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Thursday, February 27, 2014

What are the odds of the Crimea breaking away from Ukraine?


What are the odds of the Crimea breaking away from Ukraine?(RBTH).

There are two important factors to consider: the ethno-cultural, and the economic.

Crimea is the most Russian part of Ukraine. Its population is 58 percent ethnic Russian, 24 percent Ukrainian, and 12-per-cent Tatar. Russian is the mother tongue for three quarters of Crimeans. Only 10 per cent say their mother tongue is Ukrainian. According to the Kiev International Institute of Sociology, 97 per cent of Crimeans speak Russian.

Crimea does not have an economic elite oriented towards Europe. Its economy was devastated over the years of Ukrainian independence. In the late 1990s Ukrainian oligarchs grabbed many of the most lucrative Crimean resorts, and even began to invest some money into them - but it was other people's money. That is why the Crimean elite does not have the kind of interests that make the Donetsk or Dnipropetrovsk-based elites so pliable when the EU or the USA put their pressure to bear.
For these two reasons, Crimea could not remain indifferent to what is going on in Kiev. The first reaction was anger, the second – demands to restore order.

Three possible scenarios.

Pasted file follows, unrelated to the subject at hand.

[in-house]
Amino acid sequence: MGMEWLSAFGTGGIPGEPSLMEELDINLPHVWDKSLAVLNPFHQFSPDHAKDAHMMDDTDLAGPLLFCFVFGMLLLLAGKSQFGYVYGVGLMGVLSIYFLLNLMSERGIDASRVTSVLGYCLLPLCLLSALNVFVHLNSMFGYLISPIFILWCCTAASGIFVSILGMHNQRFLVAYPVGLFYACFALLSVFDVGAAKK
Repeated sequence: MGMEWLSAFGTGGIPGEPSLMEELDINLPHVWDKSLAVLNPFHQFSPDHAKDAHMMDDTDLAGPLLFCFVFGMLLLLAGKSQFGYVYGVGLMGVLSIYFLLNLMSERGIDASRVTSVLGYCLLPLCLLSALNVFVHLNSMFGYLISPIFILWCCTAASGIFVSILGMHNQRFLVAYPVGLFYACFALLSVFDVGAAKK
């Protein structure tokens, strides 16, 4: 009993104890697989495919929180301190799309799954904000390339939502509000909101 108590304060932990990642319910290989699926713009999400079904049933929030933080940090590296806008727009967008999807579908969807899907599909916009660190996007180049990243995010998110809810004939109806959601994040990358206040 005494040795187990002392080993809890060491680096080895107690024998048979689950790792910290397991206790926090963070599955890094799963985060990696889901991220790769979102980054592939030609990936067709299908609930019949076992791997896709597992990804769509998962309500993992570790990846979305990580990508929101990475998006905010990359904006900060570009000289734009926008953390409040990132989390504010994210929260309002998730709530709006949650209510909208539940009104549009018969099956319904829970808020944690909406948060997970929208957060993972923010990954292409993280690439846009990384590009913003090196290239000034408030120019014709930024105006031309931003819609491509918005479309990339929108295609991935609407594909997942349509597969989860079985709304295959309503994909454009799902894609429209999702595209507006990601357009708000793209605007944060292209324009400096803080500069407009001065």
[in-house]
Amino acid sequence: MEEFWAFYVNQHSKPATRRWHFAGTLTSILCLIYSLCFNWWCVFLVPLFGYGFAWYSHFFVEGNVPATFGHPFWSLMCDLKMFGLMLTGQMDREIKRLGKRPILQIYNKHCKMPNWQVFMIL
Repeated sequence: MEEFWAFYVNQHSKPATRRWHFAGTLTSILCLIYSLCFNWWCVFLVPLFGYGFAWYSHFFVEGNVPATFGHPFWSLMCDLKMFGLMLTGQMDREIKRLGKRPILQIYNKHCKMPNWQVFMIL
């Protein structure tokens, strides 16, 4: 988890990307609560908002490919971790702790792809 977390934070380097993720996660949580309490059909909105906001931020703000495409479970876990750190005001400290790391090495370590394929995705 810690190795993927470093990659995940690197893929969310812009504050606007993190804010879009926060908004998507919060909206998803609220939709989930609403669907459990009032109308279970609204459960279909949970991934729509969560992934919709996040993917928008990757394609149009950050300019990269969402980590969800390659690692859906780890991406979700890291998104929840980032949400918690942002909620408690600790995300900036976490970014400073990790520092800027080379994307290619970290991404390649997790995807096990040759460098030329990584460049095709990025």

The first scenario is that things will somehow settle down of their own accord. However, the only person that seems to believe this is President Yanukovych. The chances of that scenario coming to pass are slim.
The second scenario is that Crimea will receive even broader autonomy. This scenario will come to pass only if some degree of stability is restored - and that will only be possible if the parties agree to the federalization of Ukraine. But supporters of Ukrainian independence are afraid of federalization.
The third scenario is Crimea breaking off from Ukraine and becoming another “unrecognized state” under Russian protection. Kiev does not have the strength to prevent that, even if a functioning government is restored in the Ukrainian capital.
Ukraine does not have especially effective armed forces, and due to the crisis, it has next to no economic leverage remaining either. But such a scenario could trigger a conflict in Crimea itself - a conflict between the Crimean Tatars and ethnic Russians who inhabit the peninsula.Based on materials from Vzglyad.Read the full story here.

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